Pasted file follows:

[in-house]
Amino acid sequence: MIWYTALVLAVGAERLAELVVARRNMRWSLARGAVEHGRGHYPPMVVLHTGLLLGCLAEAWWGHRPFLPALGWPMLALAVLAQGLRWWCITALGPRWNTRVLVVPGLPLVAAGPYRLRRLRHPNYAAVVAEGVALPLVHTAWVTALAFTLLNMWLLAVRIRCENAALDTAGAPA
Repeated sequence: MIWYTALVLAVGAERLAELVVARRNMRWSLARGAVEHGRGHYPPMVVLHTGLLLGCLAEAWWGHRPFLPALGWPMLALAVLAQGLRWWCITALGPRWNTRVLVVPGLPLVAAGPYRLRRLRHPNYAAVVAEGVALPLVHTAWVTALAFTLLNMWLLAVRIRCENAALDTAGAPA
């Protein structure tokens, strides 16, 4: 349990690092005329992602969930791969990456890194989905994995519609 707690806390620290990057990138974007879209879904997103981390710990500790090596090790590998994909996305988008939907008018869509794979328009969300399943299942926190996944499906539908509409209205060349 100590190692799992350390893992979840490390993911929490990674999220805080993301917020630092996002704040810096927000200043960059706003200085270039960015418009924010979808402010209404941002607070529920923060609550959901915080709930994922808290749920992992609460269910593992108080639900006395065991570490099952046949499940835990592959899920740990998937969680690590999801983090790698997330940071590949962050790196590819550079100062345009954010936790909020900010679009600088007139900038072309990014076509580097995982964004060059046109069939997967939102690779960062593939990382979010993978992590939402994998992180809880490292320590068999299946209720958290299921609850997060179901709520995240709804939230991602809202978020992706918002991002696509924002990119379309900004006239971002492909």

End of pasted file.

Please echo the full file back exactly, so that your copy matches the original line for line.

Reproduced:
[in-house]
Amino acid sequence: MIWYTALVLAVGAERLAELVVARRNMRWSLARGAVEHGRGHYPPMVVLHTGLLLGCLAEAWWGHRPFLPALGWPMLALAVLAQGLRWWCITALGPRWNTRVLVVPGLPLVAAGPYRLRRLRHPNYAAVVAEGVALPLVHTAWVTALAFTLLNMWLLAVRIRCENAALDTAGAPA
Repeated sequence: MIWYTALVLAVGAERLAELVVARRNMRWSLARGAVEHGRGHYPPMVVLHTGLLLGCLAEAWWGHRPFLPALGWPMLALAVLAQGLRWWCITALGPRWNTRVLVVPGLPLVAAGPYRLRRLRHPNYAAVVAEGVALPLVHTAWVTALAFTLLNMWLLAVRIRCENAALDTAGAPA
């Protein structure tokens, strides 16, 4: 349990690092005329992602969930791969990456890194989905994995519609 707690806390620290990057990138974007879209879904997103981390710990500790090596090790590998994909996305988008939907008018869509794979328009969300399943299942926190996944499906539908509409209205060349 100590190692799992350390893992979840490390993911929490990674999220805080993301917020630092996002704040810096927000200043960059706003200085270039960015418009924010979808402010209404941002607070529920923060609550959901915080709930994922808290749920992992609460269910593992108080639900006395065991570490099952046949499940835990592959899920740990998937969680690590999801983090790698997330940071590949962050790196590819550079100062345009954010936790909020900010679009600088007139900038072309990014076509580097995982964004060059046109069939997967939102690779960062593939990382979010993978992590939402994998992180809880490292320590068999299946209720958290299921609850997060179901709520995240709804939230991602809202978020992706918002991002696509924002990119379309900004006239971002492909």